If you are a first-time mother, many things might frighten or concern you when it comes to the health and well-being of your child. This is a perfectly normal phase for new mothers AND fathers. It is a time to ask important questions, such as are boils contagious, and what methods should be utilized to prevent cross-contamination and infection.
New babies are interesting in that they seem to have little resistance to infection, and yet, they are quite hardy when it comes to many ailments. Immunity is often an inherited trait, but so are allergies or other infirmities that sometimes place the life of an infant at risk. Knowing whether or not something presents a potential for contagion is vital for parents protecting their new human.
Are Boils Contagious?
The answer to the question with regards to a boil or lesion is both yes and no. Some lesions can be very contagious, such as impetigo, Staphylococcus, MRSA, VRE, and possibly even Morgellans. The average boil is simply acne in some form, and these are not contagious, although any strange acne should probably be kept covered from little hands just in case.
Babies can contract a variety of lesions, but the most common are Impetigo and Staph. Interestingly, if a child is exposed to Staph they will never get Impetigo, and vice versa. Additionally, there is little likelihood that a Staph-exposed tot will ever experience an outbreak of thrush, although a child who has had impetigo can, and often does, experience thrush at some point.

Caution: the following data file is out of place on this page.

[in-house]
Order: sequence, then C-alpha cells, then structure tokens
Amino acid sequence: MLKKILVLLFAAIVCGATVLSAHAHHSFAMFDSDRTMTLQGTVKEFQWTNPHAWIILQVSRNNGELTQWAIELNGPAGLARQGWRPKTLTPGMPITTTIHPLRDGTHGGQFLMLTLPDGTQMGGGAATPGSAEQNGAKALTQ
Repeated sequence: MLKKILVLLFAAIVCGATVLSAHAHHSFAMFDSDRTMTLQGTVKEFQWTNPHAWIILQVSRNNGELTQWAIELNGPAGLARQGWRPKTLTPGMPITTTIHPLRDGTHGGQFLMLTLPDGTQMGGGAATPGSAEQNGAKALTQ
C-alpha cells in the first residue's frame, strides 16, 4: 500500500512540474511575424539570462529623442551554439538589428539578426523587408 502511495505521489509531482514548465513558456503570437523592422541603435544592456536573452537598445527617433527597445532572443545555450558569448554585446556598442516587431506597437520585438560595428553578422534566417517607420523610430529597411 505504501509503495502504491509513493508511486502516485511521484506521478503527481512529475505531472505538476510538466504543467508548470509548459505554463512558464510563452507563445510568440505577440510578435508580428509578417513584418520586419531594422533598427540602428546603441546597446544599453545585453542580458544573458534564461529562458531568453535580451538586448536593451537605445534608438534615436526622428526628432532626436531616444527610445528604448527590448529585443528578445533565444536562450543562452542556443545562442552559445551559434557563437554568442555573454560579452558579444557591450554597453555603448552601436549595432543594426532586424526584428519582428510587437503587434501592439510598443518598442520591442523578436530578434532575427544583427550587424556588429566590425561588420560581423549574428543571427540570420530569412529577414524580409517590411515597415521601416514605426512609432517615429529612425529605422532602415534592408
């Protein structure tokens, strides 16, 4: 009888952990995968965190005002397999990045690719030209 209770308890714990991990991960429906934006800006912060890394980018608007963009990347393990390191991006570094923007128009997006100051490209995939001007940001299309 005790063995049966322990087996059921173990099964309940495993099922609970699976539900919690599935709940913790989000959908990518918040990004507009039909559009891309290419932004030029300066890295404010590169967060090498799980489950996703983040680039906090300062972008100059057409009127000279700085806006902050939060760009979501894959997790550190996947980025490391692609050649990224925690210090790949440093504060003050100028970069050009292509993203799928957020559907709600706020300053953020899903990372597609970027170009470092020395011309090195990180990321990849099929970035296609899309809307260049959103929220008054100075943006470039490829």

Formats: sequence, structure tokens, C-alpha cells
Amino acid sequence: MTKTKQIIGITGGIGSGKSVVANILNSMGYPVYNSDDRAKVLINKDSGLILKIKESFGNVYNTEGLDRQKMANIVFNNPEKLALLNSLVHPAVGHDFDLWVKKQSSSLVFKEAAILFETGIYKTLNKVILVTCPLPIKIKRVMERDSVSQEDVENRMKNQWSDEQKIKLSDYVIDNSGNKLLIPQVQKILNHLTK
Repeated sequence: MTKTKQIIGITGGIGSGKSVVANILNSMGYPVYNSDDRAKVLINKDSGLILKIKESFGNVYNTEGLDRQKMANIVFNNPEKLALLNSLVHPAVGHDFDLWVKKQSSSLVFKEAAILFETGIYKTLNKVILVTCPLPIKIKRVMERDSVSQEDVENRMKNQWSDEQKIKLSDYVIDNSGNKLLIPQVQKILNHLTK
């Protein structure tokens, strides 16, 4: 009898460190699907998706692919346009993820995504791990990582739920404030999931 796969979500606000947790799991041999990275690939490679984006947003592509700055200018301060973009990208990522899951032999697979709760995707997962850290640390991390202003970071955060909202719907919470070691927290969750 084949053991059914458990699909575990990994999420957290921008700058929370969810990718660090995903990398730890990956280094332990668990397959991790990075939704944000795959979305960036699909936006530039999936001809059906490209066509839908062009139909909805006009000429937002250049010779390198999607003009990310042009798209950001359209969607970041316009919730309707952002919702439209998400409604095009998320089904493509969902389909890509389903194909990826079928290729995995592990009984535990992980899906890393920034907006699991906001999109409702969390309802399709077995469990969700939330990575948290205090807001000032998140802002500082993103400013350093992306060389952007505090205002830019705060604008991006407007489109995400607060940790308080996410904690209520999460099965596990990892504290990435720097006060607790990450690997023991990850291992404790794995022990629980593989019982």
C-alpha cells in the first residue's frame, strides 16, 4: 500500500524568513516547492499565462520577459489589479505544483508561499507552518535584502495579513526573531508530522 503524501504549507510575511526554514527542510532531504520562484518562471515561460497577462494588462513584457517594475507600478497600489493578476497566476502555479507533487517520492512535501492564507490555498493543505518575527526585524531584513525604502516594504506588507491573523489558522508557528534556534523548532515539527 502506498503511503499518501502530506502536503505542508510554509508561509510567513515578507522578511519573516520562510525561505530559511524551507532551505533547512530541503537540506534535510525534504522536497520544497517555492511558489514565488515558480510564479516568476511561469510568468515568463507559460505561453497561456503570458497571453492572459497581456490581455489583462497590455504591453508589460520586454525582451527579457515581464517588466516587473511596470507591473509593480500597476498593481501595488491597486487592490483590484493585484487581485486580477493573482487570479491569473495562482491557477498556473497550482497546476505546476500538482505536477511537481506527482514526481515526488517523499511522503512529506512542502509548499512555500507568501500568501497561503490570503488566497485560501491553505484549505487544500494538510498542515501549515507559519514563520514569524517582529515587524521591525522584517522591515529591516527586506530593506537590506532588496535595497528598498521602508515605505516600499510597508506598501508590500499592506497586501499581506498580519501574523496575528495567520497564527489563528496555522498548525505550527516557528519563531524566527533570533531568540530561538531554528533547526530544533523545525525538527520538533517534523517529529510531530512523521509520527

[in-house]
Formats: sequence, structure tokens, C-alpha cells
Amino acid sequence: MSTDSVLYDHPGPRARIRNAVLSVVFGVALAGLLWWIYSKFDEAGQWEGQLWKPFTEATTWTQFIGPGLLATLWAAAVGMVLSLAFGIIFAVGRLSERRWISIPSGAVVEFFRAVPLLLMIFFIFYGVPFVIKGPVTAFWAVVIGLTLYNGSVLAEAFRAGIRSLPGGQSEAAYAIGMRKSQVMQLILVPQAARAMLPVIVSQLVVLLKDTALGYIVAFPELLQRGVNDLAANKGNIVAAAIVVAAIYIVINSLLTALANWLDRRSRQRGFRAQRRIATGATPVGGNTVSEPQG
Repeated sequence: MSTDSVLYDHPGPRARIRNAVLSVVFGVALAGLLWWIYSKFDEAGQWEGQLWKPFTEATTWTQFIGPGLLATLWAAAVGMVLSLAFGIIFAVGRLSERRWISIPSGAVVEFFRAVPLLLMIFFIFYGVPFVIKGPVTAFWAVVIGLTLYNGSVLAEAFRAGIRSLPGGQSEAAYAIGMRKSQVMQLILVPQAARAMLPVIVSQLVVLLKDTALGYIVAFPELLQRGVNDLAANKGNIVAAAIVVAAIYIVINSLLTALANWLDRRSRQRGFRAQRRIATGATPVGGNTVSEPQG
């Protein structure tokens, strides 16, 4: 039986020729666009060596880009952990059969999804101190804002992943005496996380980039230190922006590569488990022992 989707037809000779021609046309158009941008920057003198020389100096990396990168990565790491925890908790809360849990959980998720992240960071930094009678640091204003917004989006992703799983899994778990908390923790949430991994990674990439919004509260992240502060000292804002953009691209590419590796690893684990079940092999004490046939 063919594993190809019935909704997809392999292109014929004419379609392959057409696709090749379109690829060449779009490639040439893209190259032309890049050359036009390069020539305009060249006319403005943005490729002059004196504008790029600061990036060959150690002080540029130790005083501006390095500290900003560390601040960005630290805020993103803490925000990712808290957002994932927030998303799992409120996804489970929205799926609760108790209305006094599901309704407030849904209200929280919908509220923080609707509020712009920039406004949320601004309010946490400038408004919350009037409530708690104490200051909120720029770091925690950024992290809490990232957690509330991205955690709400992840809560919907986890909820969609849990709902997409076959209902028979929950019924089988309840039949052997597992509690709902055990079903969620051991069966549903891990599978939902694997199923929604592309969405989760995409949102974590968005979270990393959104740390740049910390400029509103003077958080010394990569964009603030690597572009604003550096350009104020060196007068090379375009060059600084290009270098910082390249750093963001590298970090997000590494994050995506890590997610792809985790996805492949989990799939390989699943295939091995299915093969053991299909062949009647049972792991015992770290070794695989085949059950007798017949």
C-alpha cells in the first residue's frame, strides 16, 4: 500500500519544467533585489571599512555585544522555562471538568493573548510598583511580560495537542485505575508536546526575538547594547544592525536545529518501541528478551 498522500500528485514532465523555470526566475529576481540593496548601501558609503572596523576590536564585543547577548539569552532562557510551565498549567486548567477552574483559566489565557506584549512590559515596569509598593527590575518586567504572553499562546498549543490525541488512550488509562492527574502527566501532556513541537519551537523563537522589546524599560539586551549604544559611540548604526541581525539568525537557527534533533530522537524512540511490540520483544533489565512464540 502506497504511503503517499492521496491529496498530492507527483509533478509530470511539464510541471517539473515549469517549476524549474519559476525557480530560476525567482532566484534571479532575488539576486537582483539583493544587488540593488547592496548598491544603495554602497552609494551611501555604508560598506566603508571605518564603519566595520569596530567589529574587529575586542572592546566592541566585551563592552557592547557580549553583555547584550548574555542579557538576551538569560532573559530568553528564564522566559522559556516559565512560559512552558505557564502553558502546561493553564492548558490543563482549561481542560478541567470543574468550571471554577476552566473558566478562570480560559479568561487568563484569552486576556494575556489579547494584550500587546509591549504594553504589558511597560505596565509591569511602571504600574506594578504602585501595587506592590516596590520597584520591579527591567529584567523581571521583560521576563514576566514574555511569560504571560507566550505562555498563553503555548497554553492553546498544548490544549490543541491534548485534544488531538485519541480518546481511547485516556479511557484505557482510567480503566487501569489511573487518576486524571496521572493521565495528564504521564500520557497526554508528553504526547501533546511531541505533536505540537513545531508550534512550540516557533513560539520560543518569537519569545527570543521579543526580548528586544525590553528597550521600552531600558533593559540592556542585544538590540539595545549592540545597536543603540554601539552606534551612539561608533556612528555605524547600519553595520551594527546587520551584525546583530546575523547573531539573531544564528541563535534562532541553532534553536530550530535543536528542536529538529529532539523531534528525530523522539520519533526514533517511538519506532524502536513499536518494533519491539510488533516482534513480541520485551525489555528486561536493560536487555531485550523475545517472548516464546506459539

Thrush is a condition known as Mouth Rot wherein there are lesions inside the mouth, and flesh from the gums can slough off. It can be very alarming to witness if the parents do not know what it is, but it really is not a serious condition at all. It is, unfortunately, very painful for the child, and it is also extremely contagious to the parents, and any other children they come into contact with.
Impetigo is a form of bubonic plague, albeit an extremely minor version and should not cause too much alarm for a new mom. As a rule it appears at the corners of the mouth, and is often confused with a fever blister. It can be treated with consistent application of an antibacterial cream, although fever blister cream will not hurt it, and one might try both just to be sure.
Another common concern for new parents is diaper rash. Not only can it leave a boil, but it can develop into a collection of painful lesions that completely covers the skin of the diaper area. A combination of anti-fungal cream to neutralize the fungus and a thicker cream to protect the affected area is the most effective treatment, and can have the rash cleared up before the next diaper change.
It will be perfectly acceptable to attempt handling these lesions on your own before rushing to a hospital. Most skin irritations are minor, and easily remedied with over-the-counter creams or simple hydrogen peroxide/alcohol solution. However, should the parents discover the boil or lesion gets worse after treatment, or it is simply stubborn and will not clear up, a trip to the medical clinic is in the offing.